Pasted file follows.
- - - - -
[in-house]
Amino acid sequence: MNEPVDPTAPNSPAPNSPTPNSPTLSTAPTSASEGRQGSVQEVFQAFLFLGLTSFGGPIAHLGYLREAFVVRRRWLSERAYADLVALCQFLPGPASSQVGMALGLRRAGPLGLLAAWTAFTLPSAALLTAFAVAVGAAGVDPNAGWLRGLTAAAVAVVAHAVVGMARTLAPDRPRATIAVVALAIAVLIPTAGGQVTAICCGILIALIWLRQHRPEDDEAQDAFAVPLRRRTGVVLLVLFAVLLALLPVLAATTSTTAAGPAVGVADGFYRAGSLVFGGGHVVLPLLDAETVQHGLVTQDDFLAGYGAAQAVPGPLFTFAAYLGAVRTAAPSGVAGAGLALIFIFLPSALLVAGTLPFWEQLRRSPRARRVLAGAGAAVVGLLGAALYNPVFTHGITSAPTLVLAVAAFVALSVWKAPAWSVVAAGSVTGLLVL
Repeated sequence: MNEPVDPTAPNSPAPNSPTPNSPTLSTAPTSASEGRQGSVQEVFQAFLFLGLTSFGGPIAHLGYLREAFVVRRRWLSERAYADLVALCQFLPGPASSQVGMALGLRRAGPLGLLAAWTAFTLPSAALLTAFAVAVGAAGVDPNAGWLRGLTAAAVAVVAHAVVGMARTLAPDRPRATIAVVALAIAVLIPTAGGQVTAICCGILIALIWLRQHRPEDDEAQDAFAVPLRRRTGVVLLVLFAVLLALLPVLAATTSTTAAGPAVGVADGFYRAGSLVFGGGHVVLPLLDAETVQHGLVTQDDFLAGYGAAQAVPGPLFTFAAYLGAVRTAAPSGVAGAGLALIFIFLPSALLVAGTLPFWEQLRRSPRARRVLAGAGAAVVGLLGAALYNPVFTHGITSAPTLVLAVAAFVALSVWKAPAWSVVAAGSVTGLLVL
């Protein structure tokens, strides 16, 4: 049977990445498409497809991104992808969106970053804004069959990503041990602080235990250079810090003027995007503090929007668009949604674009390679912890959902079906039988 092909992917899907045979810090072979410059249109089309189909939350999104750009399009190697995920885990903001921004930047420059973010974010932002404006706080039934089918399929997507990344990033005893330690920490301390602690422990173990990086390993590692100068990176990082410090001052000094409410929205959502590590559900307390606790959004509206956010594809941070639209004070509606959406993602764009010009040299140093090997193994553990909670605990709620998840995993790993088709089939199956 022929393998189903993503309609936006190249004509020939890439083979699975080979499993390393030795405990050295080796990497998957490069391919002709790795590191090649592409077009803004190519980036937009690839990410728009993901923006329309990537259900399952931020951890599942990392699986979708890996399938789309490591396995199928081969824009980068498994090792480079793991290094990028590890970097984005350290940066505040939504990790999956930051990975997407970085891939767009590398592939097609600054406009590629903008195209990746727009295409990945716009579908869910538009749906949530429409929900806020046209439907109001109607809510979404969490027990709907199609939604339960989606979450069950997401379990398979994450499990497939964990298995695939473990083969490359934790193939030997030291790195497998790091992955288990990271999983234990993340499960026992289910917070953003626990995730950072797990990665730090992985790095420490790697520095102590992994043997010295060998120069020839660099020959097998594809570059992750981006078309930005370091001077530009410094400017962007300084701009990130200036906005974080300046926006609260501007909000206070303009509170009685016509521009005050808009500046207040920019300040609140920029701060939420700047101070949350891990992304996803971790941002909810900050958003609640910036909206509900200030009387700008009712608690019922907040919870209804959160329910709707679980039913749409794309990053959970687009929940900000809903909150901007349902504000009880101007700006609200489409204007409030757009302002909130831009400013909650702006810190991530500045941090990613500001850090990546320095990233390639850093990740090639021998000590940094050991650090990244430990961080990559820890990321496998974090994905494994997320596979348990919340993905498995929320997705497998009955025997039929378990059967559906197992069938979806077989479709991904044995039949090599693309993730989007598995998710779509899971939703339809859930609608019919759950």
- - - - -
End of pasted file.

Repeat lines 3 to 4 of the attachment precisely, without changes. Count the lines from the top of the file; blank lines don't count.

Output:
Repeated sequence: MNEPVDPTAPNSPAPNSPTPNSPTLSTAPTSASEGRQGSVQEVFQAFLFLGLTSFGGPIAHLGYLREAFVVRRRWLSERAYADLVALCQFLPGPASSQVGMALGLRRAGPLGLLAAWTAFTLPSAALLTAFAVAVGAAGVDPNAGWLRGLTAAAVAVVAHAVVGMARTLAPDRPRATIAVVALAIAVLIPTAGGQVTAICCGILIALIWLRQHRPEDDEAQDAFAVPLRRRTGVVLLVLFAVLLALLPVLAATTSTTAAGPAVGVADGFYRAGSLVFGGGHVVLPLLDAETVQHGLVTQDDFLAGYGAAQAVPGPLFTFAAYLGAVRTAAPSGVAGAGLALIFIFLPSALLVAGTLPFWEQLRRSPRARRVLAGAGAAVVGLLGAALYNPVFTHGITSAPTLVLAVAAFVALSVWKAPAWSVVAAGSVTGLLVL
């Protein structure tokens, strides 16, 4: 049977990445498409497809991104992808969106970053804004069959990503041990602080235990250079810090003027995007503090929007668009949604674009390679912890959902079906039988 092909992917899907045979810090072979410059249109089309189909939350999104750009399009190697995920885990903001921004930047420059973010974010932002404006706080039934089918399929997507990344990033005893330690920490301390602690422990173990990086390993590692100068990176990082410090001052000094409410929205959502590590559900307390606790959004509206956010594809941070639209004070509606959406993602764009010009040299140093090997193994553990909670605990709620998840995993790993088709089939199956 022929393998189903993503309609936006190249004509020939890439083979699975080979499993390393030795405990050295080796990497998957490069391919002709790795590191090649592409077009803004190519980036937009690839990410728009993901923006329309990537259900399952931020951890599942990392699986979708890996399938789309490591396995199928081969824009980068498994090792480079793991290094990028590890970097984005350290940066505040939504990790999956930051990975997407970085891939767009590398592939097609600054406009590629903008195209990746727009295409990945716009579908869910538009749906949530429409929900806020046209439907109001109607809510979404969490027990709907199609939604339960989606979450069950997401379990398979994450499990497939964990298995695939473990083969490359934790193939030997030291790195497998790091992955288990990271999983234990993340499960026992289910917070953003626990995730950072797990990665730090992985790095420490790697520095102590992994043997010295060998120069020839660099020959097998594809570059992750981006078309930005370091001077530009410094400017962007300084701009990130200036906005974080300046926006609260501007909000206070303009509170009685016509521009005050808009500046207040920019300040609140920029701060939420700047101070949350891990992304996803971790941002909810900050958003609640910036909206509900200030009387700008009712608690019922907040919870209804959160329910709707679980039913749409794309990053959970687009929940900000809903909150901007349902504000009880101007700006609200489409204007409030757009302002909130831009400013909650702006810190991530500045941090990613500001850090990546320095990233390639850093990740090639021998000590940094050991650090990244430990961080990559820890990321496998974090994905494994997320596979348990919340993905498995929320997705497998009955025997039929378990059967559906197992069938979806077989479709991904044995039949090599693309993730989007598995998710779509899971939703339809859930609608019919759950």